Saturday, June 26, 2004

They have finally set a date. Senate leaders announced members will vote the week of July 12 whether to amend the Constitution to define marriage as the union of one man and one woman.

It’s a big step, but members shouldn’t get cold feet. An overview of the social-science data on marriage shows they shouldn’t hesitate to say “I do” to defending marriage.

Remember the flap over Vice President Dan Quayle’s criticism of TV’s “Murphy Brown”? Unwed births had reached a new high in the early ‘90s, and the vice president lamented the nonchalant way the show’s producers treated single motherhood. Social science research has since vindicated his argument: Decisions about sex, marriage and childbearing aren’t merely personal. They have profound social consequences, particularly for children.

Today’s sitcoms have moved on to themes of same-sex coupling and parenting, a la “Friends” and “Will and Grace.” But the lesson we learned in the ‘90s about sex, marriage and the welfare of children still applies.

That lesson — that marriage is more than a personal affair for individual fulfillment — may have been summed up best a decade ago by Barbara Dafoe Whitehead. Her April 1993 Atlantic Monthly feature article, “Dan Quayle was right,” explained how Americans’ views on family had shifted from valuing social stability to valuing personal choice:

“Increasingly, political principles of individual rights and choice shape our understanding of family commitment and solidarity,” she wrote. “… [T]he family loses its central importance as an institution in the civil society, accomplishing certain social goals such as raising children and caring for its members, and becomes a means to achieving greater individual happiness — a lifestyle choice.”

Social science indicates the intact family — defined as a man and a woman who marry and raise their children together — best ensures the current and future welfare of children and society. Adolescents of intact families are healthier, are less likely to be depressed, are less likely to repeat a grade and have fewer developmental problems.

By contrast, children in other family forms, as a group, are likelier to experience poverty, abuse, behavioral and emotional problems, lower academic achievement and drug use.

A free society requires a critical mass of individuals living in stable households independent of the state. The most secure household, the available research shows, is the intact family.

No other family form has been able to provide the same level of social security. In all other common arrangements, the risk of negative individual outcomes and family disintegration is much greater, increasing the risk of dependence on state services.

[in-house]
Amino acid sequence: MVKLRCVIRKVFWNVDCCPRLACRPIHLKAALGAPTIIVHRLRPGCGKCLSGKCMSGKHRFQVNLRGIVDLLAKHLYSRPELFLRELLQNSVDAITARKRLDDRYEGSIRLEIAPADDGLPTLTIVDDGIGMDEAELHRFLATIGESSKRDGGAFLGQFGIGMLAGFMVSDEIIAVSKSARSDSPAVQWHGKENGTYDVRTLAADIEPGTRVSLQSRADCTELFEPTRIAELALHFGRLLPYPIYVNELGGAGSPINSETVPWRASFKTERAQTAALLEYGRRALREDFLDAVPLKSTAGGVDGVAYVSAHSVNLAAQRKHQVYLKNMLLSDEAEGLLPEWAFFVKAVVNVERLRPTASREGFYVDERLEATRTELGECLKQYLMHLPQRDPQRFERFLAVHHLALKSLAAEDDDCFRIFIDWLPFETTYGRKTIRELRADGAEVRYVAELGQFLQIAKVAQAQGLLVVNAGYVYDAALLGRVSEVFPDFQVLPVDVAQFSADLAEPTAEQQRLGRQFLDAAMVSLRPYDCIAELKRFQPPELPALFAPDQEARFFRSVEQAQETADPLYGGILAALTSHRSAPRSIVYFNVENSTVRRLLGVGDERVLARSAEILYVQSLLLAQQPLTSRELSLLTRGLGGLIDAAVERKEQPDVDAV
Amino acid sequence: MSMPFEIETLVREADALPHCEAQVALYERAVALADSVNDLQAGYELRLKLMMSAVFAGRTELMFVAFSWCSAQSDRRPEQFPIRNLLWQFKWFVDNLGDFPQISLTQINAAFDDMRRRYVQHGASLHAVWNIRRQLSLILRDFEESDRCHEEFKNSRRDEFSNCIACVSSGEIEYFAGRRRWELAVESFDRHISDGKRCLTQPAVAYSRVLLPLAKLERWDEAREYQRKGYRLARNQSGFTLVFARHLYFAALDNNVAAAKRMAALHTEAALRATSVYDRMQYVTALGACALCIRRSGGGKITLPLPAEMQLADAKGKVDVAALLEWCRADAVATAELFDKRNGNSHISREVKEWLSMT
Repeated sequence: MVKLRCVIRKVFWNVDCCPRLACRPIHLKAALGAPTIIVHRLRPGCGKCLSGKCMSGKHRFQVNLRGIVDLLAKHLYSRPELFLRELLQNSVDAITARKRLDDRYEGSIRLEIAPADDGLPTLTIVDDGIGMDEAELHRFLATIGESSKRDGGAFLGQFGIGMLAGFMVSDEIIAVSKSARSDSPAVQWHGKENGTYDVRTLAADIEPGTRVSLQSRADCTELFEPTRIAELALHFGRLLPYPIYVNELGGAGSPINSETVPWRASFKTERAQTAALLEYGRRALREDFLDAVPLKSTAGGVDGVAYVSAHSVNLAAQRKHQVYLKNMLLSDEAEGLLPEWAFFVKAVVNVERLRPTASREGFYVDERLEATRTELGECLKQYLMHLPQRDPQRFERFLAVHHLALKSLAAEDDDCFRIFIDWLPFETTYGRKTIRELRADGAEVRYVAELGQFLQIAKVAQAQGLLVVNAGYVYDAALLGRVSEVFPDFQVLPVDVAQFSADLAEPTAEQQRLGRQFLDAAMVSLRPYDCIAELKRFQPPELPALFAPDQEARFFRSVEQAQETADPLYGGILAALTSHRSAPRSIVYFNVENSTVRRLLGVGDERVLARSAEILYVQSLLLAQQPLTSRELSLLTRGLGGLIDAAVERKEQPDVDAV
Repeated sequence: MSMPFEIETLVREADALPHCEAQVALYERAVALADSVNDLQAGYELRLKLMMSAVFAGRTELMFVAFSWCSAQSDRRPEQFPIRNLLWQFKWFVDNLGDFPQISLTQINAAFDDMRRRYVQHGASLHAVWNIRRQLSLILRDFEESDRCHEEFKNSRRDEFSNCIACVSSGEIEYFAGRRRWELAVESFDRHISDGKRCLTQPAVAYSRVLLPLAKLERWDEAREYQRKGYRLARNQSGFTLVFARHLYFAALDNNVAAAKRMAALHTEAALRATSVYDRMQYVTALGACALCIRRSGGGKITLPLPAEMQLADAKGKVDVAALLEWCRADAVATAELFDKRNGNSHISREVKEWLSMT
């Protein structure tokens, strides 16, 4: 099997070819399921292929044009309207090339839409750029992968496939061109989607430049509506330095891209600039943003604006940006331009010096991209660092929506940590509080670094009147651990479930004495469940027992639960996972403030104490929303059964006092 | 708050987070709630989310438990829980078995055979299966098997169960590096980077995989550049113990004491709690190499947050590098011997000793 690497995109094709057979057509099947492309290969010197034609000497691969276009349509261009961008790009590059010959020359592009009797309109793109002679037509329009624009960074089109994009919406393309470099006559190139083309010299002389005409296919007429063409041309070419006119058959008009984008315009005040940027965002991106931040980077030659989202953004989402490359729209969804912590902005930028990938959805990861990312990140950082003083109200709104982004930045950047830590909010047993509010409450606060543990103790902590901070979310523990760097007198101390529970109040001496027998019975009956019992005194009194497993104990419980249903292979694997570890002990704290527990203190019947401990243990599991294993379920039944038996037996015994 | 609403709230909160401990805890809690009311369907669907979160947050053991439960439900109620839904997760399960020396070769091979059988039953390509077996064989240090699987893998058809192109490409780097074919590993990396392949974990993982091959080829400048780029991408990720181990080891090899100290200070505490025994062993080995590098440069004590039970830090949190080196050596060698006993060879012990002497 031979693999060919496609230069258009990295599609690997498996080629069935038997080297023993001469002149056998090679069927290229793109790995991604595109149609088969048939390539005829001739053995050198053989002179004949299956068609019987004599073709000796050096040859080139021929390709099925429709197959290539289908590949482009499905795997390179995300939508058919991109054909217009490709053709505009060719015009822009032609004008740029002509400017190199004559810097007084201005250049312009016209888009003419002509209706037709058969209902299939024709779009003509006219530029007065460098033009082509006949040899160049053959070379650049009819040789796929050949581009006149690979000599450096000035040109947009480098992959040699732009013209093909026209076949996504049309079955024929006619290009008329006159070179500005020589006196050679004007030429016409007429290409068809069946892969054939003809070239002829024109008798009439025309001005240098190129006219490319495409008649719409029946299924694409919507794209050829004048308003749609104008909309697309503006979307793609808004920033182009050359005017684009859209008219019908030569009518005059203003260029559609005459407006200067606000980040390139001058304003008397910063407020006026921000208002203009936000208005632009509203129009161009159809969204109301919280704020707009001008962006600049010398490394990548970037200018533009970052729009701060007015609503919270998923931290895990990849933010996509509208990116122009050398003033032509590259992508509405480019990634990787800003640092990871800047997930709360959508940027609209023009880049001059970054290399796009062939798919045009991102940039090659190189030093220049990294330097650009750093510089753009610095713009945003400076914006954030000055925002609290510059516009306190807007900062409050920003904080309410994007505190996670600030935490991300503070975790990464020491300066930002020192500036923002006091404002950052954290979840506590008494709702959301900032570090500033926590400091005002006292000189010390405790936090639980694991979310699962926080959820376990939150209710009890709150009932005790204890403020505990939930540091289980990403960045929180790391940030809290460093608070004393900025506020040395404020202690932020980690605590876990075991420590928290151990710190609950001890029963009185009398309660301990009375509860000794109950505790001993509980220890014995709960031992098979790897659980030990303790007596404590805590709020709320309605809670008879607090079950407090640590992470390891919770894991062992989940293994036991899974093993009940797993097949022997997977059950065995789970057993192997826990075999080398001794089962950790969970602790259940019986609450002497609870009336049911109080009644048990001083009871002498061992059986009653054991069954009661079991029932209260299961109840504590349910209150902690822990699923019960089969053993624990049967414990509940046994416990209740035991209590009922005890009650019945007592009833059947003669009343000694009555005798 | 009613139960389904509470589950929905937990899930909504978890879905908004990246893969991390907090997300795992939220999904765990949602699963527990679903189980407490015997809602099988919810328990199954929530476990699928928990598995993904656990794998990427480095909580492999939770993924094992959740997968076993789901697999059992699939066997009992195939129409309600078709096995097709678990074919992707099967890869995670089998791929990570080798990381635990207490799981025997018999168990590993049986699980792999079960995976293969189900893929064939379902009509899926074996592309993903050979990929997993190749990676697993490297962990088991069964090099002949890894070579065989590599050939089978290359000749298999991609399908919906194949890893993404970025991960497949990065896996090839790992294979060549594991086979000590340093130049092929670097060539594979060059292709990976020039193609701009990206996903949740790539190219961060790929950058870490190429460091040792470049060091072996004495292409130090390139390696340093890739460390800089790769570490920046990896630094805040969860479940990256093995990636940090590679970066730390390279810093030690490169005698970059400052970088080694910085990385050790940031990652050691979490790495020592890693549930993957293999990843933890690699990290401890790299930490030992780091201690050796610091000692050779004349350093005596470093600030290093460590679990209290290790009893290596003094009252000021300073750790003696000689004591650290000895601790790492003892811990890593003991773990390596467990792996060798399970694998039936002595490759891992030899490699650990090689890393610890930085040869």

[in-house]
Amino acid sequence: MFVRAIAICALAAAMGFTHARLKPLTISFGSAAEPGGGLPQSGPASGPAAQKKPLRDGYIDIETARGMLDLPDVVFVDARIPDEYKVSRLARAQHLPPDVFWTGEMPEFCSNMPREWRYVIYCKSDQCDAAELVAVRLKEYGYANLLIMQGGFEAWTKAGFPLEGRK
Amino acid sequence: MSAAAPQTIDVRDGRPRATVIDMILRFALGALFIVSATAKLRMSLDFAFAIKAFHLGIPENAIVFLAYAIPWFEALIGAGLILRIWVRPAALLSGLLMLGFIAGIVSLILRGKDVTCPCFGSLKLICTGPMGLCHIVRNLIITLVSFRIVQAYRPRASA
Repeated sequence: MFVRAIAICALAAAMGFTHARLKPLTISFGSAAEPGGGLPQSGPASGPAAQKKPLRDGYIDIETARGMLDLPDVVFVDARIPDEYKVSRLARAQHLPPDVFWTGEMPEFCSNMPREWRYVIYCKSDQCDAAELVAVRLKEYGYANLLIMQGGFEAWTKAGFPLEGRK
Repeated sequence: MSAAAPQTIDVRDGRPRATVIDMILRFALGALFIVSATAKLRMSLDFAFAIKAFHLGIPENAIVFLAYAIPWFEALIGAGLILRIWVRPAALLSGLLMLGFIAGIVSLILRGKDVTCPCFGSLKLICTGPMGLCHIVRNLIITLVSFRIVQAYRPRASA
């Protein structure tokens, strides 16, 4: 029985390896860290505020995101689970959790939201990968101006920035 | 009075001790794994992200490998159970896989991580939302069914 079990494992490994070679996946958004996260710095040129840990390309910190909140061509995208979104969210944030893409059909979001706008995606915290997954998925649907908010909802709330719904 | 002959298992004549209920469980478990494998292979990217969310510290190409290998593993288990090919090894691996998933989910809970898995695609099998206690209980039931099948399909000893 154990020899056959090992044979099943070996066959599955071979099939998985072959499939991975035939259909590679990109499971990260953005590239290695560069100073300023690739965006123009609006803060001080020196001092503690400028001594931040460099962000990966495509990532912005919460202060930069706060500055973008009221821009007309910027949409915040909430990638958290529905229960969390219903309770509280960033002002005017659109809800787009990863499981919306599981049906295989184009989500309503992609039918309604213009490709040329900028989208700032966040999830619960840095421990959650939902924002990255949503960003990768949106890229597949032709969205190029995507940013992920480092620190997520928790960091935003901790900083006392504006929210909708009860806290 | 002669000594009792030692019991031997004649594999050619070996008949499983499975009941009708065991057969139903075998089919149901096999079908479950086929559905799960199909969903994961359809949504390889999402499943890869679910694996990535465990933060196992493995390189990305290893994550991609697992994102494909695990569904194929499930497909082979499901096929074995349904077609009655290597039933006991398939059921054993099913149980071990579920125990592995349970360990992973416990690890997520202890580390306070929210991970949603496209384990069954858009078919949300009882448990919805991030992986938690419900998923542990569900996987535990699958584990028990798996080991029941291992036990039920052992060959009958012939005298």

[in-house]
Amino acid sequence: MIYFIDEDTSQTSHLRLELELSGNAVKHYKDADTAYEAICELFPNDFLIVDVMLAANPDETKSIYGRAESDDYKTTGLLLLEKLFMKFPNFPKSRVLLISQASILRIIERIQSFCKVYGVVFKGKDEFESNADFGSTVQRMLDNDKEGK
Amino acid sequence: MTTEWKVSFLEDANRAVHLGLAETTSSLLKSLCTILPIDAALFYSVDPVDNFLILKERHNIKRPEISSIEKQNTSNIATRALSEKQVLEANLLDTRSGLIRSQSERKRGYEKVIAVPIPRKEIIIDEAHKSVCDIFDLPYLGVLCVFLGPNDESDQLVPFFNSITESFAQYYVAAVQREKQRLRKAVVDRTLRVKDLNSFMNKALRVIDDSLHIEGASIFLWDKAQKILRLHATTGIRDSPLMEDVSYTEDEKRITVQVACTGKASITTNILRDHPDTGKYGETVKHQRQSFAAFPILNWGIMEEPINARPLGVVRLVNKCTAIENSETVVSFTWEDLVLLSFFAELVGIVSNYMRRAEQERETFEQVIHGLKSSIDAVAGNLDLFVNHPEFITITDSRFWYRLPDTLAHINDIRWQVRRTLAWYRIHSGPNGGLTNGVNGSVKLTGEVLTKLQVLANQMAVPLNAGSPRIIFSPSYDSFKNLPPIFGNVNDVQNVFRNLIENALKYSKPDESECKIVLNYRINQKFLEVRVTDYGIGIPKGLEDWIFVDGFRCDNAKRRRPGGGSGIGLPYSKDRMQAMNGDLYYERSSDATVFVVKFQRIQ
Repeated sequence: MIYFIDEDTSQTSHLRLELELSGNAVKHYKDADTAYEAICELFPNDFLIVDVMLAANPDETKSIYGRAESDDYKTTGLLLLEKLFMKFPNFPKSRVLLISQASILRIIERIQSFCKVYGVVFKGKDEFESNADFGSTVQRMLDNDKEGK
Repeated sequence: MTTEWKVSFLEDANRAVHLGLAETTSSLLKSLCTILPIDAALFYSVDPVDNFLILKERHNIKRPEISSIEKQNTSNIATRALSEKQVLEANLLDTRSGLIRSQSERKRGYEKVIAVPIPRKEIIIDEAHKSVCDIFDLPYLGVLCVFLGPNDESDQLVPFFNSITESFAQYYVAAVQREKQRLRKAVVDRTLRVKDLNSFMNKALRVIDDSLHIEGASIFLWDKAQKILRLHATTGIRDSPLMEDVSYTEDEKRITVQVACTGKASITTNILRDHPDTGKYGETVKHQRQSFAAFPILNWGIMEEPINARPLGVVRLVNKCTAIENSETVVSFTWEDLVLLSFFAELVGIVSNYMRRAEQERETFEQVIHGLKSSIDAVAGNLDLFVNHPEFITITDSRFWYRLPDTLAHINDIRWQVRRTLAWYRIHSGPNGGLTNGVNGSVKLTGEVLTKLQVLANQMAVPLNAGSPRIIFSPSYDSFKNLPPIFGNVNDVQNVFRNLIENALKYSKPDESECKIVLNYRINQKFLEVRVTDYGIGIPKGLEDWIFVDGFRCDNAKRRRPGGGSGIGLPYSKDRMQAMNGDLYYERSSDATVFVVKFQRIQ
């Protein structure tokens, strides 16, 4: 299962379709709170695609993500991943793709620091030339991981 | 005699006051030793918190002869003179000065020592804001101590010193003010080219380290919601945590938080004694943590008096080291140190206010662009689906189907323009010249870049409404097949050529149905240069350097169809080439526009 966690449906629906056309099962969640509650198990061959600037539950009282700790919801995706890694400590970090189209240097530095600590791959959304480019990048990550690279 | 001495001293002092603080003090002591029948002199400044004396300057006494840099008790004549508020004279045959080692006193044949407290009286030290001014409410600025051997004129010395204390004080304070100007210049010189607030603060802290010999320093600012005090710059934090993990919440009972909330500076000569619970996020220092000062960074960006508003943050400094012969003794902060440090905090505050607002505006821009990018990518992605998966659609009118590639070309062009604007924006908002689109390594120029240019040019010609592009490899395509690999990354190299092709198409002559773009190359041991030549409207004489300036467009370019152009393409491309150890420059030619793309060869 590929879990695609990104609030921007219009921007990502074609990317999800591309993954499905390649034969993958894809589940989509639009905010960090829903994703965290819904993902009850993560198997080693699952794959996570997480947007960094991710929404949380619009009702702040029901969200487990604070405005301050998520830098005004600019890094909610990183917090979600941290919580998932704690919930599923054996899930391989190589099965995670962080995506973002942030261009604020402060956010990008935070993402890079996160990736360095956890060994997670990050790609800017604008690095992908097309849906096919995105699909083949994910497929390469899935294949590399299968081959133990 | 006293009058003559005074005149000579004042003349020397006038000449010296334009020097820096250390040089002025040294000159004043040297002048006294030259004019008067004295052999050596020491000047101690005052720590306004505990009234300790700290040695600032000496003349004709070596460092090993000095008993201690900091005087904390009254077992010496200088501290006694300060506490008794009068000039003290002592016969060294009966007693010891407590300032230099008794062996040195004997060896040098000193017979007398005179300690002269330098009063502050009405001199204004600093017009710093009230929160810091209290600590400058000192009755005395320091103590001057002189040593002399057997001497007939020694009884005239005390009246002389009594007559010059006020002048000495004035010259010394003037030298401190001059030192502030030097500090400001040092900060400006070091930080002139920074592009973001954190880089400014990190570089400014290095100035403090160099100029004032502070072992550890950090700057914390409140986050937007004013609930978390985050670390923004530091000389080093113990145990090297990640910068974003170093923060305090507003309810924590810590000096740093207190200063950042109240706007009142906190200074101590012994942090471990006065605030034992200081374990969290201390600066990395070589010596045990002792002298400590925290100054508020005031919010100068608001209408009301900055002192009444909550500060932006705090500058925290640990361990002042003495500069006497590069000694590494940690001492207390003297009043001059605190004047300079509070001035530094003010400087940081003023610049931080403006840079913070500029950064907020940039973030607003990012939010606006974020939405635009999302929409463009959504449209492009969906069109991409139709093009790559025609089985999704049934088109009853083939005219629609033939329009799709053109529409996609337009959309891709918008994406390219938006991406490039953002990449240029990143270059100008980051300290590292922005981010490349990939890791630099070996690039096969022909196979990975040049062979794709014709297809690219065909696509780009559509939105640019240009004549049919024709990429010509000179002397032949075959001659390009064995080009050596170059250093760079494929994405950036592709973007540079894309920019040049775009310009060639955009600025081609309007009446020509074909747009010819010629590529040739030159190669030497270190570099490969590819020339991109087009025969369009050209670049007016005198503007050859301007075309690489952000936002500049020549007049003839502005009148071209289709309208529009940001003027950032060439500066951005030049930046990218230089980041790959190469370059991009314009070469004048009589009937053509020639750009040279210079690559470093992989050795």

This explains government’s interest in marriage. Among the many types of social relationships, marriage always had a special place in all legal traditions because it is the foundation of the intact family.

By the mid ‘90s, a serious public policy debate about reinforcing and restoring marriage emerged on the basis of the social-science data. Policy decisions — such as welfare reform — were grounded in such data. We have seen some of the fruit of those efforts in declining rates of teen sex and childbearing.

But the debate over same-sex marriage hasn’t been adequately framed in social-welfare terms, which we know from experience we shouldn’t overlook. The interest of children and general social stability are largely neglected. Back is the discredited Murphy Brown rationale: Personal fulfillment and individual rights trump all other considerations.

The proposal to overhaul marriage is not anchored in sound research. We know relatively little about the long-term effects of homosexual relationships on partners and even less about the children raised in such households. This lack of data should give us pause before reconfiguring society’s basic institution.

Advocates of same-sex marriage want us to institutionalize a social experiment, i.e., same-sex coupling and parenting, by elevating it in law to the status of the oldest of institutions: marriage. To do so, though, would be a mistake.

Yes, Americans have become more tolerant of other types of experimentation — extramarital sex, cohabitation, single parenting. But they don’t equate them with marriage. None of these experiments has been regarded in law as the equivalent of the intact family. Yet this is precisely what we’re asked to do with same-sex marriage.

The public campaign for legal recognition of same-sex unions may try to tug at America’s heartstrings. But as every dad tells his daughter, you don’t accept a marriage proposal on feelings alone. In this case, we should listen to what the data tell us — and turn down the same-sex marriage offer.

Jennifer Marshall is director of domestic policy studies at the Heritage Foundation.

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